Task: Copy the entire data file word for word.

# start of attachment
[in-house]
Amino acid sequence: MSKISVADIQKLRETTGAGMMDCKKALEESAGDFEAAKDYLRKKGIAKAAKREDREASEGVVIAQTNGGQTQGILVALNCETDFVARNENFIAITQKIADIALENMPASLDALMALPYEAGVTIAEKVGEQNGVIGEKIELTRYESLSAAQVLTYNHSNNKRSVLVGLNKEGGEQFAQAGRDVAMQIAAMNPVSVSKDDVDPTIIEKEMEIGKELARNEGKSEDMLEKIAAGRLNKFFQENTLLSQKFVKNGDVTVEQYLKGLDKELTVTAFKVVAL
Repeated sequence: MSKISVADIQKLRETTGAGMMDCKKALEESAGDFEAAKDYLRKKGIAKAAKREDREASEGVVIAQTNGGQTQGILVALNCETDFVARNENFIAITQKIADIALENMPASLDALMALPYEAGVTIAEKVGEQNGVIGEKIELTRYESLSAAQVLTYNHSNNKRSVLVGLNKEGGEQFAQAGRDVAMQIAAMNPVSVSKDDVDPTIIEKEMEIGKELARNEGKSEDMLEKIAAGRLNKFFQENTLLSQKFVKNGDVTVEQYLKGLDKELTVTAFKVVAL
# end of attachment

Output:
[in-house]
Amino acid sequence: MSKISVADIQKLRETTGAGMMDCKKALEESAGDFEAAKDYLRKKGIAKAAKREDREASEGVVIAQTNGGQTQGILVALNCETDFVARNENFIAITQKIADIALENMPASLDALMALPYEAGVTIAEKVGEQNGVIGEKIELTRYESLSAAQVLTYNHSNNKRSVLVGLNKEGGEQFAQAGRDVAMQIAAMNPVSVSKDDVDPTIIEKEMEIGKELARNEGKSEDMLEKIAAGRLNKFFQENTLLSQKFVKNGDVTVEQYLKGLDKELTVTAFKVVAL
Repeated sequence: MSKISVADIQKLRETTGAGMMDCKKALEESAGDFEAAKDYLRKKGIAKAAKREDREASEGVVIAQTNGGQTQGILVALNCETDFVARNENFIAITQKIADIALENMPASLDALMALPYEAGVTIAEKVGEQNGVIGEKIELTRYESLSAAQVLTYNHSNNKRSVLVGLNKEGGEQFAQAGRDVAMQIAAMNPVSVSKDDVDPTIIEKEMEIGKELARNEGKSEDMLEKIAAGRLNKFFQENTLLSQKFVKNGDVTVEQYLKGLDKELTVTAFKVVAL